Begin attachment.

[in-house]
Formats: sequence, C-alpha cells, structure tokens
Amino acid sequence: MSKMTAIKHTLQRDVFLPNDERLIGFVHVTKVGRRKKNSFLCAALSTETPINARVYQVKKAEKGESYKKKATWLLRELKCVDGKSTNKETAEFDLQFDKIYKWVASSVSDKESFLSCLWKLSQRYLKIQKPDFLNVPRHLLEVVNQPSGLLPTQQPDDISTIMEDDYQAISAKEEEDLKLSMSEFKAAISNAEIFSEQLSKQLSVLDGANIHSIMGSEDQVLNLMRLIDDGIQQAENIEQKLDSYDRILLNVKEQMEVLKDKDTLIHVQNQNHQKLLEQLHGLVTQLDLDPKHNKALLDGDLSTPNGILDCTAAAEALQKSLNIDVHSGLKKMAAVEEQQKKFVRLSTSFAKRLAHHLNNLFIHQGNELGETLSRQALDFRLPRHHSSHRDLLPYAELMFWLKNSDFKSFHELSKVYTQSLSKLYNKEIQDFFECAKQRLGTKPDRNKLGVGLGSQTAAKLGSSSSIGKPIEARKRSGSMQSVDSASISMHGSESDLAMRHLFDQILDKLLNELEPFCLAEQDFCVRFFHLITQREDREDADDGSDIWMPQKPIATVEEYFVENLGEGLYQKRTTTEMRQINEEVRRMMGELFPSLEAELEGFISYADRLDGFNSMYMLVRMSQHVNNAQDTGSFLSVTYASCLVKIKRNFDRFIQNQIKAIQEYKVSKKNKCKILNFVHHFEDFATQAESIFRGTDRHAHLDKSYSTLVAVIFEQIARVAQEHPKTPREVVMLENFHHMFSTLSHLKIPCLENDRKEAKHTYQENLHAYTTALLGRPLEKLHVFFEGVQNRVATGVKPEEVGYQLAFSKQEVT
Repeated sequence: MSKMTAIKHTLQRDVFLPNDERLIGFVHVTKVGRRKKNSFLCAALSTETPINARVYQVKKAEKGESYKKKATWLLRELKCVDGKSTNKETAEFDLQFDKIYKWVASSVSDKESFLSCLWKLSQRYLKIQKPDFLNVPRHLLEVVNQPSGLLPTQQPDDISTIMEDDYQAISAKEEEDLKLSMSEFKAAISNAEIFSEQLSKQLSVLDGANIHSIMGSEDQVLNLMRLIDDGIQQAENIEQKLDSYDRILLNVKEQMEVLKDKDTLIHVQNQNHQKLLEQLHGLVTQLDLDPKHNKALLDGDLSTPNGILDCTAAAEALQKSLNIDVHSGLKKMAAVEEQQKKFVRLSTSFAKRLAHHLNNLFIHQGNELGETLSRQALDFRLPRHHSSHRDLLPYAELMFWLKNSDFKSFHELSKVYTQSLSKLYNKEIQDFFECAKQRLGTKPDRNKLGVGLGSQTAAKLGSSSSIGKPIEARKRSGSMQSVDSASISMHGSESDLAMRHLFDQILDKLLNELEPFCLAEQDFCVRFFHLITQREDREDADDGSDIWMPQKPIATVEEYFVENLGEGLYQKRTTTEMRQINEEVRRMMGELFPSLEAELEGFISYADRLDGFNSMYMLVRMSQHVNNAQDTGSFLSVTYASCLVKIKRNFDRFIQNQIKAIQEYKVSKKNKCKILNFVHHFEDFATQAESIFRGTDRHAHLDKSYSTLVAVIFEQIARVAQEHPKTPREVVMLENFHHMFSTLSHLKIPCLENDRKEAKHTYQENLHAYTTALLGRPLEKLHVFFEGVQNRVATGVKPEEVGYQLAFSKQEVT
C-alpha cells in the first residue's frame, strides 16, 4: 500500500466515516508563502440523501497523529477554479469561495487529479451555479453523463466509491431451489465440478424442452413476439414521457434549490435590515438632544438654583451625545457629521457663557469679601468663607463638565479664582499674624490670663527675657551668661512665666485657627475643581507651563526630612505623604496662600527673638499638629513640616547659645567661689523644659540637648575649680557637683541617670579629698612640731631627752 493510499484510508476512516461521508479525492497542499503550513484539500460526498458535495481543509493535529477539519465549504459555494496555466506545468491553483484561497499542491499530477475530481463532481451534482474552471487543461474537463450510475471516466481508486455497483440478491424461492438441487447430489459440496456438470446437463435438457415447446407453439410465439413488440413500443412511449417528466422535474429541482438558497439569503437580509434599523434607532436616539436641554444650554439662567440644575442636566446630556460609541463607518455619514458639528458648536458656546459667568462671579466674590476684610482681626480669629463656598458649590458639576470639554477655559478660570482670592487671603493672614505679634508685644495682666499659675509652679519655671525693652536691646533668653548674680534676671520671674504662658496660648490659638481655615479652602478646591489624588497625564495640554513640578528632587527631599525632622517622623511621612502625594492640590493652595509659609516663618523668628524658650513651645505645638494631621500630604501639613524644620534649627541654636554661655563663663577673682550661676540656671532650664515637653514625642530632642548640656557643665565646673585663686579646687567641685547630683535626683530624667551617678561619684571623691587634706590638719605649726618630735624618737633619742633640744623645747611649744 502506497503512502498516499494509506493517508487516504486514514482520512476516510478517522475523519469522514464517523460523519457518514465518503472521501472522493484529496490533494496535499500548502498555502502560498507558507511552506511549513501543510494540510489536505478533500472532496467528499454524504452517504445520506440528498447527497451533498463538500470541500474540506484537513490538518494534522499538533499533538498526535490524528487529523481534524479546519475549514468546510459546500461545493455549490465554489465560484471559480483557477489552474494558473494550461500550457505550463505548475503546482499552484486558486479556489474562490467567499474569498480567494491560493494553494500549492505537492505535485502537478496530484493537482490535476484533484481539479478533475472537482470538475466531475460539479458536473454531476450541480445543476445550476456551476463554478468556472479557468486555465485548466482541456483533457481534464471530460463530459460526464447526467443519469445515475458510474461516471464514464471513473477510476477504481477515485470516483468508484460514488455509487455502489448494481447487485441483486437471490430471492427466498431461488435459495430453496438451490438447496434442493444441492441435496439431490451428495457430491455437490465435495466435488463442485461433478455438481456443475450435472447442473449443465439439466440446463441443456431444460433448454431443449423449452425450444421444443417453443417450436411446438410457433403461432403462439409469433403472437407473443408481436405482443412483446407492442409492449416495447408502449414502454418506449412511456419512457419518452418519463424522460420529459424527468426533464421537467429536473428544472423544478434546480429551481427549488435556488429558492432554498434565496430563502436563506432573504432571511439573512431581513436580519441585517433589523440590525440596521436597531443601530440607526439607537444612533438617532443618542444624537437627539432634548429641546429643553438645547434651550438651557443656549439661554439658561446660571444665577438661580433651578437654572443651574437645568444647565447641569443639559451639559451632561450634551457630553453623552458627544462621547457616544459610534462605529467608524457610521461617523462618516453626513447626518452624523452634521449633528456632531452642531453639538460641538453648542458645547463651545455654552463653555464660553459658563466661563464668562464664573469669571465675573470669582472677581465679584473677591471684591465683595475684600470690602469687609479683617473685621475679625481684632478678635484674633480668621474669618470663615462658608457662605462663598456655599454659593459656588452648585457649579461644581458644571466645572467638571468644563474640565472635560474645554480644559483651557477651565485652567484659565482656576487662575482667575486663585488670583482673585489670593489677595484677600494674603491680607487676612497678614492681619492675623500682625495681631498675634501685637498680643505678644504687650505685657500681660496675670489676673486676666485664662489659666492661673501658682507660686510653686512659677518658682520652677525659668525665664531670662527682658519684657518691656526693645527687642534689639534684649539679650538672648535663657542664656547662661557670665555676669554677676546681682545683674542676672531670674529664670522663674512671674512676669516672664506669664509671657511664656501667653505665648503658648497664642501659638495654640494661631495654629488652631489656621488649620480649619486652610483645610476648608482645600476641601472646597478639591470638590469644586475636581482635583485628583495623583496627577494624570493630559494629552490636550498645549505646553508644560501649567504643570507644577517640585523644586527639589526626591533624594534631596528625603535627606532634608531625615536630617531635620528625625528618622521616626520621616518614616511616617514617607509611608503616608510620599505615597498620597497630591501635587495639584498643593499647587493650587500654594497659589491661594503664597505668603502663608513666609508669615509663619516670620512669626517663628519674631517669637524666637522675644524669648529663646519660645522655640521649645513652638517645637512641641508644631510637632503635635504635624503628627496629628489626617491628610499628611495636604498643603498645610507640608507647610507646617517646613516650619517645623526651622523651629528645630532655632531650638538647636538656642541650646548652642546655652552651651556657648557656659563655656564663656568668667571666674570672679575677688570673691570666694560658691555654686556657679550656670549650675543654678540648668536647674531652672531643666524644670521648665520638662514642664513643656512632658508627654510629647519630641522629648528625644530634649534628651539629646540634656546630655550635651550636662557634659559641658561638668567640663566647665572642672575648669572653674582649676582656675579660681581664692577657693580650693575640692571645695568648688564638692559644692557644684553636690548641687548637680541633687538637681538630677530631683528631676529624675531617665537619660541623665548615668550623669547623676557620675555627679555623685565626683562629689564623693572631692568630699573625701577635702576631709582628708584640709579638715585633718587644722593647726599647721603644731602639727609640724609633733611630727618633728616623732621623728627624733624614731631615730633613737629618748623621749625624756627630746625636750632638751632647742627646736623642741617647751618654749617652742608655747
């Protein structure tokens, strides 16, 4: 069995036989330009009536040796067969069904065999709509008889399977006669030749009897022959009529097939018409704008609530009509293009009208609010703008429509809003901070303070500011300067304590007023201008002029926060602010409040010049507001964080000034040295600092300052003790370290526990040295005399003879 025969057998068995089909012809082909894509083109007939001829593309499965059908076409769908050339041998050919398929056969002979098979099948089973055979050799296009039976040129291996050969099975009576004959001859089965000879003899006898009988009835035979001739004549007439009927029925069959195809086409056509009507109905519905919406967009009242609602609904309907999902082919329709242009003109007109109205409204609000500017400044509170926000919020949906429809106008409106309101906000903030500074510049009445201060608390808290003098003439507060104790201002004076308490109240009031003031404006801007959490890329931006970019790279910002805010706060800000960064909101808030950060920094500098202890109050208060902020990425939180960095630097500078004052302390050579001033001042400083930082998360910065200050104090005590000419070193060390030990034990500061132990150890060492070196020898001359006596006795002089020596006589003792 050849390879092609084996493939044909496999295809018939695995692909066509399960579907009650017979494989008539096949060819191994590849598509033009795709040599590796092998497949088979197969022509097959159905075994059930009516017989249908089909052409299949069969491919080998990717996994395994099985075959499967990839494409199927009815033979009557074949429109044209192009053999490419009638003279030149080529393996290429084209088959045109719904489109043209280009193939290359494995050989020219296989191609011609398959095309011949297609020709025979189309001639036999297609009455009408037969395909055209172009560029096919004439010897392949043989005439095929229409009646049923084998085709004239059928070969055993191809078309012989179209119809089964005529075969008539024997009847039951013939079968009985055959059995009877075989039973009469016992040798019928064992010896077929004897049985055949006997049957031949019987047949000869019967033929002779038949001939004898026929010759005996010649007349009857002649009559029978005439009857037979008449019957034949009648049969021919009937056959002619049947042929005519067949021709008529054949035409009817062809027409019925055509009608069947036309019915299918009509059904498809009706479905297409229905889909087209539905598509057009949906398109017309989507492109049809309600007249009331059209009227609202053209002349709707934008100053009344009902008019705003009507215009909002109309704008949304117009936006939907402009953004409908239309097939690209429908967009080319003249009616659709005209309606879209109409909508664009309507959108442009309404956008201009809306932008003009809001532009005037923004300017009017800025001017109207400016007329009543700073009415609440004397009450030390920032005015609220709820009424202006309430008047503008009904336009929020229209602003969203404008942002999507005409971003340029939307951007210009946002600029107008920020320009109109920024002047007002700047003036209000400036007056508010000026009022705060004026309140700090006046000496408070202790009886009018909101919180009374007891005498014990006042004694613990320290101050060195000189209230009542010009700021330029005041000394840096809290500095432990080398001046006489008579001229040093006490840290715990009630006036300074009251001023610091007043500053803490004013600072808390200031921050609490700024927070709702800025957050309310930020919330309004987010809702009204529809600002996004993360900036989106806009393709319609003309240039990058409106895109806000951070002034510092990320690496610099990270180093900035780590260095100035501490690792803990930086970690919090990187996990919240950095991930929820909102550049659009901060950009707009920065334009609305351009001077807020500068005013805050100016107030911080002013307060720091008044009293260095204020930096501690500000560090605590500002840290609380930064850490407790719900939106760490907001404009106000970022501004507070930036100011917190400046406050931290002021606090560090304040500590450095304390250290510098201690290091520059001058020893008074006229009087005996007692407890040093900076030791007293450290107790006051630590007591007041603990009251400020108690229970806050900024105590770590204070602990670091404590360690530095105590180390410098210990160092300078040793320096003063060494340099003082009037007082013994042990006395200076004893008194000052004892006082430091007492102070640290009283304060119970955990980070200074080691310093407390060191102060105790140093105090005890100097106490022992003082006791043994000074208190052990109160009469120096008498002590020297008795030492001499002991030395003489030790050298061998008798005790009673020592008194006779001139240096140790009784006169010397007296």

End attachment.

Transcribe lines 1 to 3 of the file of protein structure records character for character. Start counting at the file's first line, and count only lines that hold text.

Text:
[in-house]
Formats: sequence, C-alpha cells, structure tokens
Amino acid sequence: MSKMTAIKHTLQRDVFLPNDERLIGFVHVTKVGRRKKNSFLCAALSTETPINARVYQVKKAEKGESYKKKATWLLRELKCVDGKSTNKETAEFDLQFDKIYKWVASSVSDKESFLSCLWKLSQRYLKIQKPDFLNVPRHLLEVVNQPSGLLPTQQPDDISTIMEDDYQAISAKEEEDLKLSMSEFKAAISNAEIFSEQLSKQLSVLDGANIHSIMGSEDQVLNLMRLIDDGIQQAENIEQKLDSYDRILLNVKEQMEVLKDKDTLIHVQNQNHQKLLEQLHGLVTQLDLDPKHNKALLDGDLSTPNGILDCTAAAEALQKSLNIDVHSGLKKMAAVEEQQKKFVRLSTSFAKRLAHHLNNLFIHQGNELGETLSRQALDFRLPRHHSSHRDLLPYAELMFWLKNSDFKSFHELSKVYTQSLSKLYNKEIQDFFECAKQRLGTKPDRNKLGVGLGSQTAAKLGSSSSIGKPIEARKRSGSMQSVDSASISMHGSESDLAMRHLFDQILDKLLNELEPFCLAEQDFCVRFFHLITQREDREDADDGSDIWMPQKPIATVEEYFVENLGEGLYQKRTTTEMRQINEEVRRMMGELFPSLEAELEGFISYADRLDGFNSMYMLVRMSQHVNNAQDTGSFLSVTYASCLVKIKRNFDRFIQNQIKAIQEYKVSKKNKCKILNFVHHFEDFATQAESIFRGTDRHAHLDKSYSTLVAVIFEQIARVAQEHPKTPREVVMLENFHHMFSTLSHLKIPCLENDRKEAKHTYQENLHAYTTALLGRPLEKLHVFFEGVQNRVATGVKPEEVGYQLAFSKQEVT